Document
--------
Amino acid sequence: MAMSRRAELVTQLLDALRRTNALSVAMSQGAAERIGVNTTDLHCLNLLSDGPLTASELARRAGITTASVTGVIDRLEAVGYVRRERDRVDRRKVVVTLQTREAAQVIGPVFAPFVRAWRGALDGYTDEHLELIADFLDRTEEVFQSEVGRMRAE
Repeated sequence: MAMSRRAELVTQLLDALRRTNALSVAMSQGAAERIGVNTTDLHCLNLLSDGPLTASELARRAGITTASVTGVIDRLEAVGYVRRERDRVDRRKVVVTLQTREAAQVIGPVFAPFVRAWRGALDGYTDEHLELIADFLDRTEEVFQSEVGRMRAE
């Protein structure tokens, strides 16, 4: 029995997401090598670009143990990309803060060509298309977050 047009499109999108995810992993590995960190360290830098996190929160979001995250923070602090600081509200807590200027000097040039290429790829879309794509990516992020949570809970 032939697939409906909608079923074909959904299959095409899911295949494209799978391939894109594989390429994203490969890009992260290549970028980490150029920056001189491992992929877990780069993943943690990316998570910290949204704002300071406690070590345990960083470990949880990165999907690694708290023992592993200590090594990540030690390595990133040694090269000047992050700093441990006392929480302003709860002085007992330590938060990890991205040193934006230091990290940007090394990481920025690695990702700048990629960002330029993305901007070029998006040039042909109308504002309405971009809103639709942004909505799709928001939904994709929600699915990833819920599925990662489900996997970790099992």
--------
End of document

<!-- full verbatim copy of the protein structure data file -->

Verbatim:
Amino acid sequence: MAMSRRAELVTQLLDALRRTNALSVAMSQGAAERIGVNTTDLHCLNLLSDGPLTASELARRAGITTASVTGVIDRLEAVGYVRRERDRVDRRKVVVTLQTREAAQVIGPVFAPFVRAWRGALDGYTDEHLELIADFLDRTEEVFQSEVGRMRAE
Repeated sequence: MAMSRRAELVTQLLDALRRTNALSVAMSQGAAERIGVNTTDLHCLNLLSDGPLTASELARRAGITTASVTGVIDRLEAVGYVRRERDRVDRRKVVVTLQTREAAQVIGPVFAPFVRAWRGALDGYTDEHLELIADFLDRTEEVFQSEVGRMRAE
């Protein structure tokens, strides 16, 4: 029995997401090598670009143990990309803060060509298309977050 047009499109999108995810992993590995960190360290830098996190929160979001995250923070602090600081509200807590200027000097040039290429790829879309794509990516992020949570809970 032939697939409906909608079923074909959904299959095409899911295949494209799978391939894109594989390429994203490969890009992260290549970028980490150029920056001189491992992929877990780069993943943690990316998570910290949204704002300071406690070590345990960083470990949880990165999907690694708290023992592993200590090594990540030690390595990133040694090269000047992050700093441990006392929480302003709860002085007992330590938060990890991205040193934006230091990290940007090394990481920025690695990702700048990629960002330029993305901007070029998006040039042909109308504002309405971009809103639709942004909505799709928001939904994709929600699915990833819920599925990662489900996997970790099992």